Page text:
In a Genocide, Who Are the Morally Upright?
April 19, 2017 7:19 PM   Subscribe

Niyitegaka told the soldiers that, whether in life or in death, she would remain with the Tutsis she had sheltered. Singing and chanting, she followed them onto the buses, which headed for the notorious Commune Rouge, a public cemetery that served as a killing field. There, alongside her Tutsi friends, Niyitegeka was slain by an assassin’s bullet.
On the motivations of rescuers in the Rwandan genocide.
posted by Rumple (4 comments total) 30 users marked this as a favorite
Thanks for sharing this - it's a very nuanced piece.
posted by daisyk at 4:56 AM on April 20 [5 favorites]

An excellent piece. An important paragraph for those who don't want to read the whole thing:
If even the best-intentioned rescuers sometimes fall short of their moral ideals, how realistic is it to encourage rescue behavior when persecution and killings begin? One constructive way to assist rescuers, Burnet says, is to stave off or alleviate the pressures they face before those pressures become intolerable. “Early intervention is key,” she says. She argues that if the United Nations had not reduced its peacekeeping force during the genocide, rescuers would not have had to hold out in dire conditions for as long, braving ongoing raids and the threat of death in order to save their fellow citizens. As a result, many more Tutsis would be alive today. “It’s about the space for rescuing,” says Fujii, the political scientist. “Outside powers can enlarge those spaces.”
posted by languagehat at 7:28 AM on April 20 [13 favorites]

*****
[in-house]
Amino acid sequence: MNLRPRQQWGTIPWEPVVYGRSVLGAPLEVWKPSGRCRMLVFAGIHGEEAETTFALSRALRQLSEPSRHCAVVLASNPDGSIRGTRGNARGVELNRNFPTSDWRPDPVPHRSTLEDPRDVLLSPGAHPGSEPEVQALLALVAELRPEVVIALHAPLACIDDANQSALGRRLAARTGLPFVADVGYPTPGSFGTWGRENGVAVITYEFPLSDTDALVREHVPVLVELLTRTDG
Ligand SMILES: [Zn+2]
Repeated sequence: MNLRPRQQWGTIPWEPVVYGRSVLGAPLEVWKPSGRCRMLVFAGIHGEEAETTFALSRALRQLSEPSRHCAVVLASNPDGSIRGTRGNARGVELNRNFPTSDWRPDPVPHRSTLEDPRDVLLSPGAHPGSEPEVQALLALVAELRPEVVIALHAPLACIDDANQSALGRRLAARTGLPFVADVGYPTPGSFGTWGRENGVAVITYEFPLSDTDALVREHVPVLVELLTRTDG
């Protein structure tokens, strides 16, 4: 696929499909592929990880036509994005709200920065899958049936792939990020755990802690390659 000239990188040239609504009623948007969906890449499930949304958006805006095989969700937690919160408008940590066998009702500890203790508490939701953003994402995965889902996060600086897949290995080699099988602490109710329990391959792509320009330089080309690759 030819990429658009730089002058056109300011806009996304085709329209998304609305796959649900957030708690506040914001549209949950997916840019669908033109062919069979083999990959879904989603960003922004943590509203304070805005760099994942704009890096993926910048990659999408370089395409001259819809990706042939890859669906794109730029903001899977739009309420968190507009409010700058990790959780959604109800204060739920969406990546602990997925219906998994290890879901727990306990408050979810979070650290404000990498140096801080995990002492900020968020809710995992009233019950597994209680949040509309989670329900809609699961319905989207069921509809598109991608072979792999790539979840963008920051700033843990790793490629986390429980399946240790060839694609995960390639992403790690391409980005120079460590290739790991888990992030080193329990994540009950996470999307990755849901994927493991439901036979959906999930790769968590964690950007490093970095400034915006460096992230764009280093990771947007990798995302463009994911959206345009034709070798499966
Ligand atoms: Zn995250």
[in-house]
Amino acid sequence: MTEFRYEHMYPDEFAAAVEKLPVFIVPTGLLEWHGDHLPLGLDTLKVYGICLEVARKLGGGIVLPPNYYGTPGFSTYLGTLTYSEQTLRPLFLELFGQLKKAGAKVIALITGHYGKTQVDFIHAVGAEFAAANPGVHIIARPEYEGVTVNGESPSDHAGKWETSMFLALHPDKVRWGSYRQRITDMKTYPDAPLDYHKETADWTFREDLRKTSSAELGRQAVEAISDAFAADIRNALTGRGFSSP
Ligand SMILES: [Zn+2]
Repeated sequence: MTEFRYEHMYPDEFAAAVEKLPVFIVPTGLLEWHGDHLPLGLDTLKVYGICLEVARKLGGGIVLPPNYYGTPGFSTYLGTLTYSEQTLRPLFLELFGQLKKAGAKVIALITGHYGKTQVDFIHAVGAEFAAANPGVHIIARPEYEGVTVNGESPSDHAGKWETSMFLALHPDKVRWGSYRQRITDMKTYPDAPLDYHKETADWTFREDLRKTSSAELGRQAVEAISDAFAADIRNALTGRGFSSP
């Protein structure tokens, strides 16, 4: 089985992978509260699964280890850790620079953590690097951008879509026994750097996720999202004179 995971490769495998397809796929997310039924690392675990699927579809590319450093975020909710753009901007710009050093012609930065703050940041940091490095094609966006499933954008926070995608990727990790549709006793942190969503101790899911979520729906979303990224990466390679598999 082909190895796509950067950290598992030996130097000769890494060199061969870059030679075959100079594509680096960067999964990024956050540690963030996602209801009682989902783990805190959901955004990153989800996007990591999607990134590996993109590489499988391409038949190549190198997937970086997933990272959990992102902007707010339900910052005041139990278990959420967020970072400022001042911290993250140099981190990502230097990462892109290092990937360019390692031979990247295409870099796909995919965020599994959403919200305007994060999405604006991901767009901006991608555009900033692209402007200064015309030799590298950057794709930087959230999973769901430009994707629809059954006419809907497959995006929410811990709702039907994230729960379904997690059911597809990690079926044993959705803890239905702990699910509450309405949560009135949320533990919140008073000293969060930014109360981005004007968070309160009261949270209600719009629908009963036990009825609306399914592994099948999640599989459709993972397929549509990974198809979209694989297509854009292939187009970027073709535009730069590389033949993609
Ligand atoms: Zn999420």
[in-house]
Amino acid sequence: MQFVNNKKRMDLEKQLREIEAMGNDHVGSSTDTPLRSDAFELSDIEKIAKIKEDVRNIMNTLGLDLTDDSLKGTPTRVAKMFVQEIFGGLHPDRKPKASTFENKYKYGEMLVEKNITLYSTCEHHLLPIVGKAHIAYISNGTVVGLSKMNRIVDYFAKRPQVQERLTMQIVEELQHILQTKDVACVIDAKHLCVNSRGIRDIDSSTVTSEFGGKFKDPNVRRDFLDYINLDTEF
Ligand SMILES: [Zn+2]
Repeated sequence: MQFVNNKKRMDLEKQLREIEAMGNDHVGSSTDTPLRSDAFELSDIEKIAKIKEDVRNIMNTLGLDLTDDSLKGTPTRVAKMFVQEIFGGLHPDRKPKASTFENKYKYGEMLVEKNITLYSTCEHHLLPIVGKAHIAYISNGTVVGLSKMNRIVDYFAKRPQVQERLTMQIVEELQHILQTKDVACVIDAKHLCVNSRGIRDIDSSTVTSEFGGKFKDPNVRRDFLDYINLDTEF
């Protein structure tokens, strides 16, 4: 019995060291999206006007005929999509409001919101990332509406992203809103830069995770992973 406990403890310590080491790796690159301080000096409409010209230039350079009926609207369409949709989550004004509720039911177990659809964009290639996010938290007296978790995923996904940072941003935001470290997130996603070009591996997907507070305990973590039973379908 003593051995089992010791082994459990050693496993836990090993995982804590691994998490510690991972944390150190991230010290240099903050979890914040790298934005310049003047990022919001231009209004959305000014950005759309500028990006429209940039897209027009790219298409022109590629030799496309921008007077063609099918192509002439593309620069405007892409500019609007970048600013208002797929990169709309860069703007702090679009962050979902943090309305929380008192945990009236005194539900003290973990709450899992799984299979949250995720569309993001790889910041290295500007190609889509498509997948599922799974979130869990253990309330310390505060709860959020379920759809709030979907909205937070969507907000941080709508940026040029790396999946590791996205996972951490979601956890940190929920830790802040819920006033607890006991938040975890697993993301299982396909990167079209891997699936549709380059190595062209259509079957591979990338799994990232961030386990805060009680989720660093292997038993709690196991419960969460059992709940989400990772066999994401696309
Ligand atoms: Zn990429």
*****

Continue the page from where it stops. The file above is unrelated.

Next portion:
There's always been this conundrum - do you kill in order to save people from being killed?

It's not just personal courage that's the barrier (from the piece: "One can have pity, take the risk, and save people. Others say, ‘I cannot involve myself in these troubles,’ because they are afraid to take the risk").
I don't think I've taken a thought about my own death in decision making. I know I use empathy...

What it is I think is a lot of people struggle with the moral courage. Myself included. I mean, empathy can move your heart but it can harden you against opponents. You can stay calm in life or death situations and not be a psychopath. But...

“The one who had a beastly heart didn’t save the person, but the one who had a merciful heart, which understood that a human being is a human being, saved that person. That’s how we saved people.


While I know, for certain, there are people in the world who absolutely need to be killed, maybe I don't have to be the one who has to kill them.
Try to be the change you wish to see.

You have to stand in awe of people who can save lives with just songs and the mercy in their heart. That's real courage. And they were successful.
That's probably what's holding the world together.
posted by Smedleyman at 11:13 AM on April 20 [1 favorite]

While I know, for certain, there are people in the world who absolutely need to be killed,

"Many that live deserve death. And some that die deserve life. Can you give it to them? Then do not be too eager to deal out death in judgement."
posted by justsomebodythatyouusedtoknow at 1:11 PM on April 20 [1 favorite]

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